Project Description

Caravaggio’s Rome: Six Oil Paintings in Situ

In 1606, the rowdy Michaelangelo Merisi, better known as Caravaggio, fled Rome after murdering a rival on a sports ground near what is now Via di Pallacorda. This site is a five-minute stroll from Piazza Navona and the palazzo where the Cardinal Del Monte lived and hosted the young Caravaggio at the beginning of his career.  Cardinal Francesco Del Monte, thanks to his unusual tastes, “discovered” him as he played the starving artist with his bohemian painter friends.  After providing the hot-tempered youth with a small stipend, art supplies, and the latest technology in lenses and optics, the Cardinal helped him obtain commissions from high-ranking prelates.

Despite his vertiginous rise to fame, Caravaggio died penniless, before his 40th birthday, and in exile…  Nevertheless, he transformed the European art scene during his reckless and extravagant life and, even after his premature death, he dominated and influenced it.  His style was controversial, because it was wildly innovative.

We meet in Piazza Navona to discuss Rome in the 1600 and the Spanish mother church in Rome, San Giacomo, located on the piazza’s southern side.  It is here, according to a police blotter from the early 1600s, that Caravaggio nearly brained a notary clerk who had offended his girlfriend.  We’ll talk about this and other dramatic episodes in Caravaggio’s life as we stroll and explore his haunts.  We’ll discuss his habits, his personality, his training, and his revolutionary techniques that allowed him to “photograph” his subjects.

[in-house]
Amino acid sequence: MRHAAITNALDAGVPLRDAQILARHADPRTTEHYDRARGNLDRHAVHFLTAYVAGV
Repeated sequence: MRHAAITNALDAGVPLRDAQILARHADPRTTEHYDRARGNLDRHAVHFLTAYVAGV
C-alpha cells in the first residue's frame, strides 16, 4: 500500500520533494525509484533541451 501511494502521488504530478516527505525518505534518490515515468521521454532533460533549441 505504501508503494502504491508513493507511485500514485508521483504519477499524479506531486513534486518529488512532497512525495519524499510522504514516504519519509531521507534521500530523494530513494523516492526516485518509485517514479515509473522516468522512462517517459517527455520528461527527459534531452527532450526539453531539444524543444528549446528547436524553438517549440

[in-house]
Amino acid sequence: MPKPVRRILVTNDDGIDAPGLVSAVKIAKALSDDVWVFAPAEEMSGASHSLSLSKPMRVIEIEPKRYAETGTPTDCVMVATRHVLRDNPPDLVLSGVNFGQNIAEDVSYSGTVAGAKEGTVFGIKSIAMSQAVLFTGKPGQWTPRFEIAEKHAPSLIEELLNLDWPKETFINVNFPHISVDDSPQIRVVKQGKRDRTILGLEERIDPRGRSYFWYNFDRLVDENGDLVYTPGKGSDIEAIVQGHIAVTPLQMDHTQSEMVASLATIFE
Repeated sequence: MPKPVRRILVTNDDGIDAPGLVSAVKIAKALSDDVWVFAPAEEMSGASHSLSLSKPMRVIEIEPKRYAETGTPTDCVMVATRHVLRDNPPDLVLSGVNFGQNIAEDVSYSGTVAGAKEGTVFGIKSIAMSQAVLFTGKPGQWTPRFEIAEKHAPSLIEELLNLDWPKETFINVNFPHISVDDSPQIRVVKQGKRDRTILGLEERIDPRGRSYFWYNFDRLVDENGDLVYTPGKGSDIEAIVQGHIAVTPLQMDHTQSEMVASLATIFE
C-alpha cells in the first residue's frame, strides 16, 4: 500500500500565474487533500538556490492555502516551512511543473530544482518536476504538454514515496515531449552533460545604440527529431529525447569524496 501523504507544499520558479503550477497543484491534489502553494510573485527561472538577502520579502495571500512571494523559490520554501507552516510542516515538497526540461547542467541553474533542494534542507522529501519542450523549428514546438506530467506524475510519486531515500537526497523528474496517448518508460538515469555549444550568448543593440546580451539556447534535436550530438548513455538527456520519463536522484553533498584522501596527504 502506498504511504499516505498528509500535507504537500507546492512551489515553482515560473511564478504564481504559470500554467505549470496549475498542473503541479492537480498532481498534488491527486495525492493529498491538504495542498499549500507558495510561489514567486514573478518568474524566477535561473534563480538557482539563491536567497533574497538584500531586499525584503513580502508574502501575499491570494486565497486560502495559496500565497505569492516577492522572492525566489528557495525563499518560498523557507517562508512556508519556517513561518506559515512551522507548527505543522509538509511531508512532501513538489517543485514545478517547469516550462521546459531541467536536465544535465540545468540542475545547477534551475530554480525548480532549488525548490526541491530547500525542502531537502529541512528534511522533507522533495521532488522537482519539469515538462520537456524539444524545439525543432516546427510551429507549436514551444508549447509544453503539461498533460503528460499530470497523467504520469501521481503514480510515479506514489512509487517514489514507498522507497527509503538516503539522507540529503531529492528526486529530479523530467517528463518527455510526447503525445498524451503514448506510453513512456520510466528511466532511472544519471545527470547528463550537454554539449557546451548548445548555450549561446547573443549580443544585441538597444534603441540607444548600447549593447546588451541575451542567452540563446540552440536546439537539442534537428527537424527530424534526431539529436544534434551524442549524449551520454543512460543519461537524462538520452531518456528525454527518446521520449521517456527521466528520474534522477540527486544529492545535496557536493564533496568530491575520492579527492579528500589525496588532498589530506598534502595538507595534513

The real thrill, however, is following the young painter’s development while admiring six of his chapel paintings in their original locations.  In San Luigi dei Francesi, we will admire Caravaggio’s “triptych” comprised of three different scenes from the life of Saint Matthew: his calling; his work as an Evangelist; and his martyrdom.  Nearby, stands the church of Sant’Agostino where Caravaggio was commissioned to replace a sculpture with an oil painting of the Madonna of Loreto.  In the guise of the Blessed Virgin, Caravaggio painted a prostitute named Lena, who also may have been his girlfriend.  Lastly, in Piazza del Popolo, we will examine Caravaggio’s Calling of Paul and Crucifixion of Saint Peter.  As usual, Caravaggio’s trademark realism assaults the viewer with dirty feet, human brutality, and a crude flash of light used to “photograph” the moment.

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